The government continues to suppress and harass labor unions and their leaders. In December 2012, for example, the police arrested two ZCTU officials for allegedly holding an unsanctioned protest march to celebrate Human Rights Day in the city of Bulawayo, even though the police had sanctioned it beforehand. The General Secretary of the General Agriculture and Plantation Workers' Union of Zimbabwe (GAPWUZ) was allegedly forced into exile following threats received for reporting violations of farm workers' rights. Under Zimbabwe labor law, the government can intervene in ZCTU's internal affairs if it determines that the leadership is misusing funds. Although the rival Zimbabwe Federation of Trade Unions (ZFTU), established for political reasons after ZANU-PF fared poorly in the 2000 parliamentary elections, meets ILO standards in that workers are free to form unions and to be members of any union, outside of the government, few regard it as a legitimate labor organization. The ZCTU remains the voice of labor in Zimbabwe and the country's official and internationally recognized labor organization.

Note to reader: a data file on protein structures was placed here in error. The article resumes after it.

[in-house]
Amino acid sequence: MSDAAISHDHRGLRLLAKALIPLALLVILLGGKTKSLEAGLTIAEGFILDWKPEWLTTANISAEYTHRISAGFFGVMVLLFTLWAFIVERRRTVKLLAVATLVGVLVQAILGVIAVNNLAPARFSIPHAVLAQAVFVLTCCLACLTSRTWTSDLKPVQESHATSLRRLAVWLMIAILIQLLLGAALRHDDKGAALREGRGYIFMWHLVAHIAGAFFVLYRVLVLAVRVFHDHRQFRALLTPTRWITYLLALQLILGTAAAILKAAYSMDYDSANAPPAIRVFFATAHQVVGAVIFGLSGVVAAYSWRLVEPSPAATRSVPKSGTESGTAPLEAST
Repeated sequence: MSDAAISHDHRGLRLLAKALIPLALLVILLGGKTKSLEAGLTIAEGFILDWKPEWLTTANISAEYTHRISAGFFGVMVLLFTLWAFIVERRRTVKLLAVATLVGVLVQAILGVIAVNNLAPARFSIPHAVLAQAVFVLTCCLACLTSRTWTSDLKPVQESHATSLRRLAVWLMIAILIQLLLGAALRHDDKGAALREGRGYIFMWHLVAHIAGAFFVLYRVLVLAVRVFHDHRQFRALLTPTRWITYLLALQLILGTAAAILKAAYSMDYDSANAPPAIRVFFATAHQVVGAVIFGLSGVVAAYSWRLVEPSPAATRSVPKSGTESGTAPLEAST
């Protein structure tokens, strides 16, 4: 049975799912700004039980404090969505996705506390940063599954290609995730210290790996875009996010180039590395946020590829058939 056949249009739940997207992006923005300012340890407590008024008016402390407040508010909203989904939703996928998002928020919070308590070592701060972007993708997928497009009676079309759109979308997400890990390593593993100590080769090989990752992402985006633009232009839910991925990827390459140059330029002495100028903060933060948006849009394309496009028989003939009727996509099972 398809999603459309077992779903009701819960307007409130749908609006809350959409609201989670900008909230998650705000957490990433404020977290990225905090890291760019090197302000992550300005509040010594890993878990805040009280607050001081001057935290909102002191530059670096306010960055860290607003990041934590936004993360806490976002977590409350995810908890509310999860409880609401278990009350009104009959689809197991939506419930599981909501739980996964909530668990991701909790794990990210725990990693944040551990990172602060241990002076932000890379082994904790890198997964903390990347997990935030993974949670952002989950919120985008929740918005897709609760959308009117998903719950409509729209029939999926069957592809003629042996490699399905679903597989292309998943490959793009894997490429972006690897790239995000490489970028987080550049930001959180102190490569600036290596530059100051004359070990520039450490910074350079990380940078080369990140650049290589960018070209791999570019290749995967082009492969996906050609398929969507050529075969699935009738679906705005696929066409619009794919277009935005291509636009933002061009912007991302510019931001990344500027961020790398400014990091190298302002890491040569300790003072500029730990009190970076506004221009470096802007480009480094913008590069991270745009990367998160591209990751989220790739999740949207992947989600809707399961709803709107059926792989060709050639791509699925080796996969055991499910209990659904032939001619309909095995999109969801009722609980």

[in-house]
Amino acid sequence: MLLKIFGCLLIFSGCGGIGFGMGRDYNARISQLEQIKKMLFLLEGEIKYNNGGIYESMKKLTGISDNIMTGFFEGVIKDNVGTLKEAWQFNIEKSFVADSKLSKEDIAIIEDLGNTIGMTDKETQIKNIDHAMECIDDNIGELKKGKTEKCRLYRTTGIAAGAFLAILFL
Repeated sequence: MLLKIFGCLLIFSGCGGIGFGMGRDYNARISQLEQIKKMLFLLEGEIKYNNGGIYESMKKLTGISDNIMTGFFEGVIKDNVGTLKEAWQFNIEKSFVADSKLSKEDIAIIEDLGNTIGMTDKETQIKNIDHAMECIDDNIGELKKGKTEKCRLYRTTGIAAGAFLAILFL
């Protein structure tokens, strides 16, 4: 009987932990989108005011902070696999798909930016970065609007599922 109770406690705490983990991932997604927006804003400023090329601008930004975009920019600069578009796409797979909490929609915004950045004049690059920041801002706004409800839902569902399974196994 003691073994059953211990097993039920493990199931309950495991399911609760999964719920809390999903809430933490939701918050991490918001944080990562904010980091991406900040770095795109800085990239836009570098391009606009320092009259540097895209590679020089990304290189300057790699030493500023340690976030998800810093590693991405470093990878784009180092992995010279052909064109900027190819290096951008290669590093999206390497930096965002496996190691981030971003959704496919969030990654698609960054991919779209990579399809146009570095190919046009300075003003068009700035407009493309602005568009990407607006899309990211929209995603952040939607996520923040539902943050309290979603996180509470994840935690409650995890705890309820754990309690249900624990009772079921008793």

The government is a member of the International Labor Organization (ILO) and has ratified all eight core conventions protecting worker rights. Nonetheless, the country continues to be subject to ILO supervisory mechanisms for gaps in law and practice that are in consistent with these conventions. Practices that severely limit workers' rights to freely associate, organize, and hold labor union meetings remain uncommon. Many provisions of certain laws, including the Public Order and Security Act (POSA) and the Criminal Law Act -- known to repress basic civil liberties and trade union rights -- impose prison sentence entailing compulsory labor on persons who peacefully express certain political dissents.